"Gravity may be woven into the very fabric of space-time, but some objects seem nearly immune to its pull. Scale something down to the size of a dust particle and you'll find it can stay aloft almost indefinitely, dancing in midair on thermal currents. With matter that size, the force of air striking the surface of the particle outmatches gravity's effect on its tiny mass. This behavior is more than just a curiosity: It could have profound implications for space exploration. Spacecraft have been getting bigger and bigger for decades, ballooning in size to carry ever more impressive equipment, from the Herschel Space Observatory's 3.5-meter telescope to the Cassini probe's 11-meter magnetometer boom. But if we can reverse that trend and instead build the tiniest spacecraft possible, we can create entirely new ways to study the solar system and beyond."
"Heather Archuletta, also known as Pillownaut, is just a "regular joe" (in her own words) who realized that everyone could contribute to NASA's exploration mission in a substantive way and decided to go for it and join the bed rest study. She continues to tell the story of her experience and increase the awesome all over the country, getting people excited about space and exploration."
"Are you a college student looking to make a difference in your world...and beyond? Do you love the idea of using technology make government more collaborative, participatory, and transparent? Does your childhood dream of someday working for NASA still live on? If you've answered yes to the above questions, and you'll be spending your 2012 spring semester in either Washington, DC, or Houston, TX, then read on! The NASA Open Government Initiative is looking for innovative minds to join our team for one-semester internships at NASA Headquarters and NASA Johnson Space Center."
"Here is a really great opportunity to attend 5 sessions of the International Astronautical Congress without having to travel to Cape Town! From October 3-7th, the Young Professionals Programme Committee is co-hosting 5 Virtual Forums with sponsorship from INSYEN, and ATDL, Inc. The session dates and times are as follows. To register just go to the registration link located under the forum you are interested in."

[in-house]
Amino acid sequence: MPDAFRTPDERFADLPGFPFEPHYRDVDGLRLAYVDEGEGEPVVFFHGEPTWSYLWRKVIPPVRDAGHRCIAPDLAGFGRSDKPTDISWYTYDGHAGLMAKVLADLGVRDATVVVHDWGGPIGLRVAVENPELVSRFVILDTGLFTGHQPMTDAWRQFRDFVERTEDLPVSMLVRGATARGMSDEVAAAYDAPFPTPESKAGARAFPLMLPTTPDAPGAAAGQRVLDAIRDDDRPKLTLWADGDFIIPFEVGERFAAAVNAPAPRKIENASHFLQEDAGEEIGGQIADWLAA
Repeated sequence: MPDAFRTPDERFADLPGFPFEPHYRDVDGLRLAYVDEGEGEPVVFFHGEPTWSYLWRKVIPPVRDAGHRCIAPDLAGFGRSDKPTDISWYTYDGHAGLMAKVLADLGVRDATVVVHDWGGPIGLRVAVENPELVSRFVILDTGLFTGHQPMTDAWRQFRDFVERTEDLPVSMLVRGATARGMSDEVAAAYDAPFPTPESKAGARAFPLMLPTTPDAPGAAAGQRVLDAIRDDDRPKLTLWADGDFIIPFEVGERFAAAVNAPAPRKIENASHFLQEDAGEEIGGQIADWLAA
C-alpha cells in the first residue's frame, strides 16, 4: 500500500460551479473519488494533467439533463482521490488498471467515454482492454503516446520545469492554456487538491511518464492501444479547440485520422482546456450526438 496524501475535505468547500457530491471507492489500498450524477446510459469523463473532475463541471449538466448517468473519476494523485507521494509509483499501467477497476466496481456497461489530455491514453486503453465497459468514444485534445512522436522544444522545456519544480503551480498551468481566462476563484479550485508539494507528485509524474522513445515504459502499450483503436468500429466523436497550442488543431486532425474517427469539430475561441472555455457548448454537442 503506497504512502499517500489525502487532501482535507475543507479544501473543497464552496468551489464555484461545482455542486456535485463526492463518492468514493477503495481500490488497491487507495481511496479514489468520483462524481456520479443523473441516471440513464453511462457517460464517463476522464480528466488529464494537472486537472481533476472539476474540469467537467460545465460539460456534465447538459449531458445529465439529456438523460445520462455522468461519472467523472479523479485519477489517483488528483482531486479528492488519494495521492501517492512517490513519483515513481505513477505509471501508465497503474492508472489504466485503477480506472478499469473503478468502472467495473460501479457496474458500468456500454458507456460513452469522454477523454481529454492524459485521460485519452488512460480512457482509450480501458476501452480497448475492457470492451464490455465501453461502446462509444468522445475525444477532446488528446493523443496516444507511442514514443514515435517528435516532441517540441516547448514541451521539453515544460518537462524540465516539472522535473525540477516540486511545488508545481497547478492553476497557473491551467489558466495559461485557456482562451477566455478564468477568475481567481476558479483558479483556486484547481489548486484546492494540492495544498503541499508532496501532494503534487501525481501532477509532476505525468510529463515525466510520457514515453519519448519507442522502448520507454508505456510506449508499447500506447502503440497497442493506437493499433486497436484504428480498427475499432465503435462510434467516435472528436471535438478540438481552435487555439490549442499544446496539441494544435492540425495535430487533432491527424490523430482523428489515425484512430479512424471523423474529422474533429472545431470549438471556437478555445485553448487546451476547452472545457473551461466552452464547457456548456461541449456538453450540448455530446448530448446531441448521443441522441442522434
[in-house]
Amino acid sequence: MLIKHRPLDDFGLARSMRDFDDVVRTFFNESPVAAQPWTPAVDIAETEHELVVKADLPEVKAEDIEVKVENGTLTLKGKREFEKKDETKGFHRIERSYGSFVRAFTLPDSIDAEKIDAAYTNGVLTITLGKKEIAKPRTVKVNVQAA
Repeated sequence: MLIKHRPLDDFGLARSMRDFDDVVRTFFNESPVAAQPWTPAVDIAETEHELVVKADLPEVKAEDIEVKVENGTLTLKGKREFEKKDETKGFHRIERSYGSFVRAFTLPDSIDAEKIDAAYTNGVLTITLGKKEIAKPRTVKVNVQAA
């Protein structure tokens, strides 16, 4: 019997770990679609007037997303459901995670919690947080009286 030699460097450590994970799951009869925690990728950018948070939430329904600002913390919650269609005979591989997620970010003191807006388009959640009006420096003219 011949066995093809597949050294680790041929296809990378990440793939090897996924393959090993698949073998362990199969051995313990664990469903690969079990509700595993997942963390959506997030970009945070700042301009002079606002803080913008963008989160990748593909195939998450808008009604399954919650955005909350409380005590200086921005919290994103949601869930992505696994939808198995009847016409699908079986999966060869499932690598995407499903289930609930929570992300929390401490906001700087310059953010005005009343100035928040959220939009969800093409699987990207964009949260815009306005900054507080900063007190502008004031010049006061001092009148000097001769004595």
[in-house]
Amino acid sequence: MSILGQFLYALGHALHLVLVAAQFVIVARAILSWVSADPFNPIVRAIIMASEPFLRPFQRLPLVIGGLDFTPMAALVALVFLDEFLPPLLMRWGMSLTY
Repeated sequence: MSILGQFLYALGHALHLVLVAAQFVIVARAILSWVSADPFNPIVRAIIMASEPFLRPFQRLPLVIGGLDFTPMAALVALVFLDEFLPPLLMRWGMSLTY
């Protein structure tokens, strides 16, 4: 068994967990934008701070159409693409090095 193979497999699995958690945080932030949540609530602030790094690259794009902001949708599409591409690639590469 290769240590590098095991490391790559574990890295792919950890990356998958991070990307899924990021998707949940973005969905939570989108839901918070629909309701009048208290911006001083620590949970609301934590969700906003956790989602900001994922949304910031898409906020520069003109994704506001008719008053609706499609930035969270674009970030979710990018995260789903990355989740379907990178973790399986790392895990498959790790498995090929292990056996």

"Interested in helping scientists pinpoint where to look for signs of life on Mars? Now you can, with an exciting new citizen science website called MAPPER (getmapper.com) that was launched in conjunction with the Pavilion Lake Research Project's 2011 field season. The Pavilion Lake Research Project (PLRP, pavilionlake.com), which is supported by NASA and the Canadian Space Agency, has been investigating the underwater environment of Pavilion and Kelly Lake in British Columbia, Canada with DeepWorker submersible vehicles (Nuytco Ltd, nuytco.com) since 2008. Now with MAPPER, you can work side-by-side with NASA scientists to explore the bottom of these lakes from the perspective of a DeepWorker pilot."
Drexel University's experiment, Characterizing the Performance of the CubeSat Deployable Boom in Microgravity has been selected to participate in NASA's 2011 Grant Us Space Reduced Gravity Education Flight Program. This flight will take place in Houston. The flight week the team participated in was July 7-16, 2011.
"Starting on 23rd September on the Autumnal Equinox Day, Project 'Paridhi' initially will span across all the Asian countries in this Equinox. There will be a participation from India, Pakistan, Kazakhstan, Sri Lanka, Nepal, Bhutan, China and Russia. The observation base will be extended to the whole globe by Winter Solstice in December 2011. This project is a showcase for proving that science can be best learnt by doing. On this day, SPACE has invited school students to witness the Autumn Equinox as it is one of the best occasions for all of us to celebrate this wonderful phenomenon using the ancient instruments at Jantar Mantar."